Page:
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13.04.2007 General News

IS ILLITERACY A DISEASE?

By (ghanaian-chronicle)

WE ARE told that an illiterate is somebody who is not able to read or write. We are also told elsewhere that it is education, which renders human beings, fit members of regularly organized society.

In Ghana at the moment because of illiteracy, we have been afflicted with a very infectious disease, which is killing some of our countrymen weekly. This disease is no other than that of “dangerous and reckless driving”.

Every week on the three major highways in this country that is the “Accra - Kumasi Road”, the “Accra - Takoradi Road” and the “Accra - Aflao Road”, we see and hear of road accidents. Some of these accidents claim the lives of our countrymen, thus making us lose human resources/human capital, which is a very important resource for our developmental goals and needs.

FATAL ACCIDENTS

Quite recently, of the seven or so urologists we have, we lost three in one single fatal accident. This is very serious and disheartening. Apart from the three major highways, we are now having fatal accidents within the cities and towns. On the day Boni Nii Amugi II, the Ga Mantse was buried, that is Saturday the 27th January 2007, there was a fatal accident on the Accra- Tema Beach road around the “Olympia area” in La involving two commercial vehicles popularly known as Trotros which claimed four lives.

A couple of days ago, there was another fatal one around the Regional Maritime Academy (Nautical College) area on the Tema Beach Road which also involved two commercial vehicles which claimed lives, while on the Spintex road around the Bank of Ghana warehouse, another road accident claimed lives.

Statistics available from the Driver, Vehicle and Licensing Authority (DVLA) and elsewhere indicate that worldwide, Ghana is one of the leading countries where vehicular accidents occur frequently and fatal ones too.

Available data from the DVLA, the National Road Safety Commission (NRSC), the Police Motor Traffic and Transport Unit (MTTU) and other sources point out that often times, most of the accidents which occurred involved commercial vehicles.

Admittedly, some of our roads are bad, but this is gradually becoming a thing of the past as most of them are being rehabilitated and new ones built. Another cause of accidents is bad tyres and poor vehicle maintenance. But the major cause of this carnage on our roads is this disease of “dangerous and reckless driving”.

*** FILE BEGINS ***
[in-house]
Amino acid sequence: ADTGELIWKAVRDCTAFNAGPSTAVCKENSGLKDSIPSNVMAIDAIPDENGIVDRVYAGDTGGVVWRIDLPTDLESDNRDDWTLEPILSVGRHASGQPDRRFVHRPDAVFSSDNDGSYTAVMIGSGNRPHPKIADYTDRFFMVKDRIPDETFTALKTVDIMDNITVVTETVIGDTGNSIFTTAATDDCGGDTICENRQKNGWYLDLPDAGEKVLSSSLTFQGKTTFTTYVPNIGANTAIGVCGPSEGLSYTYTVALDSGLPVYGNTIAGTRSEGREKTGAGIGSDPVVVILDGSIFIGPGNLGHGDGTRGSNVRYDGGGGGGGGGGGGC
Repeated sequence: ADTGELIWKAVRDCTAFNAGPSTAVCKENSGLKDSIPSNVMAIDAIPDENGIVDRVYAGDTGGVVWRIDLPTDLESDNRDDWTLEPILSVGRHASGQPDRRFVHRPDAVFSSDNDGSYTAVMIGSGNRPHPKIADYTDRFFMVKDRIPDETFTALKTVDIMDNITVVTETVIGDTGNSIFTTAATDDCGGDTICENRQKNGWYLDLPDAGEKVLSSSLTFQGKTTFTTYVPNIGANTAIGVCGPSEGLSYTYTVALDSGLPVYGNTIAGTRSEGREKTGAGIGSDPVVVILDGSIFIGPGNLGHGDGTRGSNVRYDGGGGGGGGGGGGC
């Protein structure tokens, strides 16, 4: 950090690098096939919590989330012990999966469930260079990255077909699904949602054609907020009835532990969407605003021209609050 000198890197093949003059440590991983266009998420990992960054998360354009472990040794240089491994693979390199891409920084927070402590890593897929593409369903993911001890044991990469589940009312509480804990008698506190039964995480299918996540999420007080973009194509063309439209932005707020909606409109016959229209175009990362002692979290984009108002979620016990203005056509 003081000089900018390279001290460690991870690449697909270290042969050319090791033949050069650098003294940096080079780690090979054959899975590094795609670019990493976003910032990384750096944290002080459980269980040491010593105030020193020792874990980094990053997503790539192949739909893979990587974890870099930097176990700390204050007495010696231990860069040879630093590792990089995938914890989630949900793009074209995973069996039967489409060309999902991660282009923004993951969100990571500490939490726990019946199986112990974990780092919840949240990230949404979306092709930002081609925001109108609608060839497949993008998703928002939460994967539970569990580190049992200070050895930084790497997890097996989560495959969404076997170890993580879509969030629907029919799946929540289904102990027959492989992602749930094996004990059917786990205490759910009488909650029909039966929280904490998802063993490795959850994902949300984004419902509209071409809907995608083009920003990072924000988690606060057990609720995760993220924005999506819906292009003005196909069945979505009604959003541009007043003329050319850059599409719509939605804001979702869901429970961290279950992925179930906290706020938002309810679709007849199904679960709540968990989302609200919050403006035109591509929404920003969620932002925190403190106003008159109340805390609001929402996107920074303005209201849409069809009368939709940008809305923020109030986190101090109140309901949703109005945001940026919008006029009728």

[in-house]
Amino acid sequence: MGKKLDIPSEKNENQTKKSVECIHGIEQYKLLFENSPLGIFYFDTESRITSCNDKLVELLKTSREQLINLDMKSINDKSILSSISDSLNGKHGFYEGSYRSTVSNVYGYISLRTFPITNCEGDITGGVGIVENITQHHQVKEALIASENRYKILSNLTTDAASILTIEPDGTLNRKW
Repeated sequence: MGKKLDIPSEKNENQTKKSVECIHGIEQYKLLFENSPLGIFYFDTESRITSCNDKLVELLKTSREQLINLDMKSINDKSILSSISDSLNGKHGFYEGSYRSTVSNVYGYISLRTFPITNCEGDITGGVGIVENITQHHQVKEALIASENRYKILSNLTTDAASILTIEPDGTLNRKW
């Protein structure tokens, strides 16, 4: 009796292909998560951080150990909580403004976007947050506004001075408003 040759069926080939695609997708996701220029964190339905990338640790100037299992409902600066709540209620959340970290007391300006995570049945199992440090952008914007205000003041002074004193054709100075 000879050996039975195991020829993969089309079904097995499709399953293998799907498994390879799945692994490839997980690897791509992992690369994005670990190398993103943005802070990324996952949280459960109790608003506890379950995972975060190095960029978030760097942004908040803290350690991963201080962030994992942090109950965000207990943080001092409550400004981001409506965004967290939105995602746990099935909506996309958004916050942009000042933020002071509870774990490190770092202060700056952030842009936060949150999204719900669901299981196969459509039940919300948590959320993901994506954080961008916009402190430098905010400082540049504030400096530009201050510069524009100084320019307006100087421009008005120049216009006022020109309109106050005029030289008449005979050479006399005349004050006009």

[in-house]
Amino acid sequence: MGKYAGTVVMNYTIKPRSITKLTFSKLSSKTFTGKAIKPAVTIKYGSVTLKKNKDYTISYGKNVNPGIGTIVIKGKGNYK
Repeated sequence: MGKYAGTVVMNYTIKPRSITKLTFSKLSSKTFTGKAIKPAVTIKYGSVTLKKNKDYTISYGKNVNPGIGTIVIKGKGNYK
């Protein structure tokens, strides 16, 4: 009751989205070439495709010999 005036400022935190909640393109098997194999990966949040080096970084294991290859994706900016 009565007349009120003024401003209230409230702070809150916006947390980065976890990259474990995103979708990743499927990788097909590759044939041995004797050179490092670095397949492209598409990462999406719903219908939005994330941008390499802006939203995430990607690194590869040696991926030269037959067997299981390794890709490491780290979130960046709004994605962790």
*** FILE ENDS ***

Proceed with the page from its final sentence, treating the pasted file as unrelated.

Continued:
ILLITERATE DRIVERS

Research has shown that this is due to illiteracy. To a large extent, a lot of the commercial drivers of taxicabs, trotros, “Lts”, 207s” mummy trucks, tankers, and articulated trucks are illiterates or at best semi-literates.

This is as against operators of specialized vehicles like payloaders and excavators who require certificates to operate or drive these specialized contraptions.

A lot of these commercial drivers of the former category and their “mates” are illiterates or at best semi-literates because a lot of them are school dropouts. As a result, they are ignorant about a lot of things like regular vehicle maintenance, the need to use good tyres, the need to keep within speed limits etc.

They also cannot read road and directional signs. They sometimes stop anywhere to pick passengers instead of designated bus stops in collaboration with their “mates”. They also enter the roads with impunity and sometimes with their indicator lights off. They drive on the shoulders of the road to avoid vehicular traffic and some of them over-speed.

Then there is this latest craze of “Ye wild”. This is where commercial drivers, especially “Tro-tros”, compete with each other by overtaking recklessly to pick passengers for a few thousands of cedis forgetting that human lives are at stake.

There are also the “spares” or “Sunday drivers”. This is where “driver's mates” try their hands on vehicles on Sundays. Recently one of such Sunday drivers that is a driver's mate, run over a little boy at Mamprobi, a suburb of Accra killing him instantly.

REMEDIES

Unfortunately this present craze does not apply to only commercial drivers but drivers of private cars too. Some of these myself driving license holders do not even know where the “Licensing Office” is. They sit at home and their licenses are brought to them.

The three leading agencies of vehicular movement in this country, the DVLA, MTTU and NRSC should do a little bit more than they are doing at the moment to curb this menace of dangerous and reckless driving on our roads.

For instance, the MTTU and the Police in general can put plainclothes men on the Trotros and buses to check dangerous and reckless driving where offenders will be fined on the spot or taken to court. When this happens a few times, the drivers would become circumspect because they cannot tell which of their passengers is a plainclothes policeman or woman. This arrangement should also be applied on our major roads.

Apart from checking “dangerous and reckless driving” on the highways, they can also deal with armed robbers who sometimes board these buses to rob their fellow passengers or create road blocks to operate.

It is heartening to hear that the DVLA will as from next year, give drivers licenses to only people who have a basic education that is at least the Basic Education Certificate (B E C E/JSS GRADUA TES).

However the DVLA, being a human institution, some people will try to circumvent this new measure. To make it very difficult for such people, we urge the DVLA to wait till the National Identification Scheme is introduced so that whoever applies for a Driving License would first have to produce his or her National ID Card from which data would be derived to process his or her license. This would make it very difficult for people who do not have basic education to acquire driving licenses.

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